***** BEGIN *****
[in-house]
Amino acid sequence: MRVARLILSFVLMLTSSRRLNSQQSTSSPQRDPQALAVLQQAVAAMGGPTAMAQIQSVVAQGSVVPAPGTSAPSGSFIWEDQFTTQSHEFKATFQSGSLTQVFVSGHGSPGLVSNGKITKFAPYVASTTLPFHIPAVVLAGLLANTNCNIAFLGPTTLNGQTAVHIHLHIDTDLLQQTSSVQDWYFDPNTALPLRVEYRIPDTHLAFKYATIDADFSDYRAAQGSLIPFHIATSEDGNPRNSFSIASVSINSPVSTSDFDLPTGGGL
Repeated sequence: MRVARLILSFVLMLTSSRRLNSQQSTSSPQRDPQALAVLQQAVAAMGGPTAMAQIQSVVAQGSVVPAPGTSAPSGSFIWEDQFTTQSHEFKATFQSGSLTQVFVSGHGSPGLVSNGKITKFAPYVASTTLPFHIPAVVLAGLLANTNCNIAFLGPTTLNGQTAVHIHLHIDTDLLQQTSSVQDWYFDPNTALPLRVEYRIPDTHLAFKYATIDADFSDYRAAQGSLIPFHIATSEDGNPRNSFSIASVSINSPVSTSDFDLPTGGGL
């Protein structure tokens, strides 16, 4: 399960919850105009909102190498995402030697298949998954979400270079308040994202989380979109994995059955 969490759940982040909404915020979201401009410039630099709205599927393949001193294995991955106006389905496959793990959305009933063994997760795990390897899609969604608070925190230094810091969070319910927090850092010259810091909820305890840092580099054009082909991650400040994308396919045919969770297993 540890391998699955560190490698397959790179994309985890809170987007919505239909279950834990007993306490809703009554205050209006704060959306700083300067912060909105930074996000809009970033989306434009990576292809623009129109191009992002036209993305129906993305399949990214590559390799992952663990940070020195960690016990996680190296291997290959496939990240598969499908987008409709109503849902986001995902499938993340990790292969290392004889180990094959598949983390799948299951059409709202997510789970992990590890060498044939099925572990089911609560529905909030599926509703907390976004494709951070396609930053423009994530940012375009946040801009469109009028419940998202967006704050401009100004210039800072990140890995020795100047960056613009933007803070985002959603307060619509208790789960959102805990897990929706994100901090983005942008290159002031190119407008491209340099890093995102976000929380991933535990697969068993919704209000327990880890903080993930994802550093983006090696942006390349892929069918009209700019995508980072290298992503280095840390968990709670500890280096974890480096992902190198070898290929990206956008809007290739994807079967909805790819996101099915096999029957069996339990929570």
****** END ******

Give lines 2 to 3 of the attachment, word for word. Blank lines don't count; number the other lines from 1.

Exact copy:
Amino acid sequence: MRVARLILSFVLMLTSSRRLNSQQSTSSPQRDPQALAVLQQAVAAMGGPTAMAQIQSVVAQGSVVPAPGTSAPSGSFIWEDQFTTQSHEFKATFQSGSLTQVFVSGHGSPGLVSNGKITKFAPYVASTTLPFHIPAVVLAGLLANTNCNIAFLGPTTLNGQTAVHIHLHIDTDLLQQTSSVQDWYFDPNTALPLRVEYRIPDTHLAFKYATIDADFSDYRAAQGSLIPFHIATSEDGNPRNSFSIASVSINSPVSTSDFDLPTGGGL
Repeated sequence: MRVARLILSFVLMLTSSRRLNSQQSTSSPQRDPQALAVLQQAVAAMGGPTAMAQIQSVVAQGSVVPAPGTSAPSGSFIWEDQFTTQSHEFKATFQSGSLTQVFVSGHGSPGLVSNGKITKFAPYVASTTLPFHIPAVVLAGLLANTNCNIAFLGPTTLNGQTAVHIHLHIDTDLLQQTSSVQDWYFDPNTALPLRVEYRIPDTHLAFKYATIDADFSDYRAAQGSLIPFHIATSEDGNPRNSFSIASVSINSPVSTSDFDLPTGGGL